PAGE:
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Quantum Phenomena in Optomechanical Systems

Final Report Summary - QPOS (Quantum Phenomena in Optomechanical Systems)

The emerging field of cavity optomechanics focuses on the study of interaction between mechanical degrees of freedom with light to sense and control mechanical motion at mesoscopic and macroscopic scales. In most realizations, an optical cavity is coupled to a mechanical oscillator, such that the cavity provides enhanced sensitivity to the motion of the mechanical oscillator, as well as actuation through radiation pressure or photothermal forces. This interaction enables, for instance, to optically cool the mechanical oscillator close to the quantum mechanical ground state of motion and to prepare and detect quantum states of motion of a macroscopic object. This provides an experimental system to address fundamental questions in quantum mechanics regarding the transition between the classical and quantum regimes in macroscopic systems, and in particular, the role that quantum decoherence plays in this transition.

The aim of this project was to experimentally study optomechanical systems with the required properties to enable optical cooling to this quantum mechanical regime of motion. All experiments performed combine passive cryogenic cooling in a 3He cryostat with optical cooling. Accessing the quantum regime is hindered by the influence of any form of decoherence, in this system materialized as optical and mechanical losses. It is therefore desirable to work with a system with low optical κ and mechanical Γ_m linewidths, describing the energy relaxation rates of the two degrees of freedom. Conversely, the ability to cool and sense the motion of the mechanical resonator scales with the strength of the coupling between the optical and mechanical degrees of freedom, quantified by the single phonon optomechanical coupling constant g_0 measuring the frequency shift of the optical cavity caused by a single phonon of mechanical vibration. It then becomes clear that a good figure of merit to assess the suitability of an optomechanical device to access the quantum mechanical regime is the optomechanical cooperativity C_0=(g_0^2)/(κΓ_m), measuring the ratio of optomechanical coupling to optical and mechanical losses. For instance, in systems in the so-called resolved-sideband regime, with optical damping rates below the mechanical resonance frequency, the ratio of initial to final temperature in a sideband cooling experiment scales as 〖n_c C〗_0, where n_c is the intracavity photon number. This factor also describes the signal-to-noise ratio of such a device to sense its quantum zero-point fluctuations, and the sensitivity of the device to the quantum fluctuations of the light, the so-called quantum back-action. Finally, 〖n_c/n_(th) C〗_0, where n_(th) is the number of quanta in the thermal bath, measures the ability to quantum-coherently swap quantum states from the optical mode to the mechanical mode, hence allowing the preparation of quantum states of macroscopic motion.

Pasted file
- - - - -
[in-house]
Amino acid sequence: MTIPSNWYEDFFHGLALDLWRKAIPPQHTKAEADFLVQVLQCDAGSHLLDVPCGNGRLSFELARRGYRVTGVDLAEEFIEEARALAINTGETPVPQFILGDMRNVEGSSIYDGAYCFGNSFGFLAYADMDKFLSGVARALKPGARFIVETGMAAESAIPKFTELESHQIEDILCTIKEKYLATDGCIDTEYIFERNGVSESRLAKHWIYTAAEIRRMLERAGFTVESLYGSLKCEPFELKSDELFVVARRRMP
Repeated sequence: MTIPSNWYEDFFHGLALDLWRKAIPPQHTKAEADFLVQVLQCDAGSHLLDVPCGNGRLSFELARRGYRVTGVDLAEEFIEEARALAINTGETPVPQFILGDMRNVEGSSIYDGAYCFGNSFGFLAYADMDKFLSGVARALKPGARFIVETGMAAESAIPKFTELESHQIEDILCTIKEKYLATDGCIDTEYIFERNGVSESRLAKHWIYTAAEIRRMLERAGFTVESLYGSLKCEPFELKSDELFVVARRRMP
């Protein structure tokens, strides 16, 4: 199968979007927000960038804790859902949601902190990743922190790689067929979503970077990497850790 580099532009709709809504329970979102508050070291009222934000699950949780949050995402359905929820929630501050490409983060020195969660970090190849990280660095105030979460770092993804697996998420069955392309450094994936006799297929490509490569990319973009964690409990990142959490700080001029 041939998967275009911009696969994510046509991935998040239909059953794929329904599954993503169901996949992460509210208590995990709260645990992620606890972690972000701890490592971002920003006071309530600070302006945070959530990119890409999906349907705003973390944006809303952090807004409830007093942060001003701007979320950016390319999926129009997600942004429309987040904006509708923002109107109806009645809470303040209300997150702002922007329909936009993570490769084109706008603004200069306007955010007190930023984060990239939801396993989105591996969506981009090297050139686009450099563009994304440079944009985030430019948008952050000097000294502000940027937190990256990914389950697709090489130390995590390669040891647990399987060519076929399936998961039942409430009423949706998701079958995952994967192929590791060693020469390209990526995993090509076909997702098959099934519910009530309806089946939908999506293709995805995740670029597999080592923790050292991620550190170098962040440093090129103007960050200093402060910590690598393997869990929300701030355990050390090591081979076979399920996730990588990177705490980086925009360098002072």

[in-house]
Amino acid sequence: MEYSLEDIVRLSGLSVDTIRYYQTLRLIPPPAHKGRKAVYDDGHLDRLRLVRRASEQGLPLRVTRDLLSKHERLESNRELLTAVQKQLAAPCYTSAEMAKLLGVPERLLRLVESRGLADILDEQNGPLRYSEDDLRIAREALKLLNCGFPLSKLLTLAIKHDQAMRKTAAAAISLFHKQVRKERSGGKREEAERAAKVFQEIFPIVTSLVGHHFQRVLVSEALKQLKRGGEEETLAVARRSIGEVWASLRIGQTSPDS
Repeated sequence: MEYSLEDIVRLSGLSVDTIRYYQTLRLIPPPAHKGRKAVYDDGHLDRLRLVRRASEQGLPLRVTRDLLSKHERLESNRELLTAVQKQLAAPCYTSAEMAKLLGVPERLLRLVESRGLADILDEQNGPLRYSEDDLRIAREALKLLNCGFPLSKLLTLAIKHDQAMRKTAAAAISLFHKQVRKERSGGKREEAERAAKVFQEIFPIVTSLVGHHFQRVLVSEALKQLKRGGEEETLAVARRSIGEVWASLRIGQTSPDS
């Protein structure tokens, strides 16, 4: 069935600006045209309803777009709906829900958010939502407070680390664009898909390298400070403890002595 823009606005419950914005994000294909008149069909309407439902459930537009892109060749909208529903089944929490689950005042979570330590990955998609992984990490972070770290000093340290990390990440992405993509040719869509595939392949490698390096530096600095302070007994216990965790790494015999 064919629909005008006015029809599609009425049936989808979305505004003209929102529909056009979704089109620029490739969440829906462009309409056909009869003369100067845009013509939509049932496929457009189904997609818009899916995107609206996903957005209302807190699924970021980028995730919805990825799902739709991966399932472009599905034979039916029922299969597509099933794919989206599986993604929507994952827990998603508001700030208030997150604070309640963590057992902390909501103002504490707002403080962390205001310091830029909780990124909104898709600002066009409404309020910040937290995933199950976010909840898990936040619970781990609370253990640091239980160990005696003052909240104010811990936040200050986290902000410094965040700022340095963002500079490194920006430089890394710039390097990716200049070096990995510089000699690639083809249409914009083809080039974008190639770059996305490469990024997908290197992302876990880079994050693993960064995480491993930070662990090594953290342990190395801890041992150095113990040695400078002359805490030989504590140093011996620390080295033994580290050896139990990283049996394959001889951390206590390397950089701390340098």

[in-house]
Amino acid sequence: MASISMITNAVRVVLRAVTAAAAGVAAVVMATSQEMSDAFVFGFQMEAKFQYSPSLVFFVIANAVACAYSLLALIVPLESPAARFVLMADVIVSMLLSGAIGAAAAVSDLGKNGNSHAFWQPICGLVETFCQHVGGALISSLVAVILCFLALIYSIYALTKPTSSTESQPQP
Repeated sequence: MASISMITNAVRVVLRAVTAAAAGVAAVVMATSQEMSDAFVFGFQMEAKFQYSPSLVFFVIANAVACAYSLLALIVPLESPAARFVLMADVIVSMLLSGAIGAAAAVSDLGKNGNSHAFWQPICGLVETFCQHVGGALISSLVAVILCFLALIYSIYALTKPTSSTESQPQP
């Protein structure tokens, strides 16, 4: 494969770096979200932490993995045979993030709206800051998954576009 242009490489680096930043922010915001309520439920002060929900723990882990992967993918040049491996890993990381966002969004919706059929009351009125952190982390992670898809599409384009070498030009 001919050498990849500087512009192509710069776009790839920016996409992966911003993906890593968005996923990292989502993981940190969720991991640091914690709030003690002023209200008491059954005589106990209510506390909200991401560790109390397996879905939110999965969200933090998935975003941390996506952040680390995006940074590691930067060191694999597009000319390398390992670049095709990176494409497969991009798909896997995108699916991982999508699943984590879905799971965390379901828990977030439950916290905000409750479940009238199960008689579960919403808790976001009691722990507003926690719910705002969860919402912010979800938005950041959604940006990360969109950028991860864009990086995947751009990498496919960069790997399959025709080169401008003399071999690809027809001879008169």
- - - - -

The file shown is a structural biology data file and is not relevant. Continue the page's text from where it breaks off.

A good optomechanical system developed in the host group prior to this project is the silica microtoroidal resonator. These devices support whispering gallery optical modes which couple to the radial breathing mode of the microtoroid. Light is evanescently coupled into these structures by launching light into a tapered optical fiber placed in close proximity. Experiments in the group showed that these devices could be cooled to down to 1.7 phonons and quantum states could be swapped quantum coherently between the optical mode and the mechanical mode. Further experiments in this direction were hindered by severe technical problems due to acoustic vibrations caused by the cryostat. In particular, vibrations arising from the internal cryogenic liquid flow caused jitter in the position of the optical fiber used to couple light in and out of the resonator, leading to severe fluctuations in the intracavity power, hence to jitter in most experimental parameters, making experiments unfeasible. Significant efforts were undertaken to undermine these problems including passive and active stabilization, leading to unsuccessful results.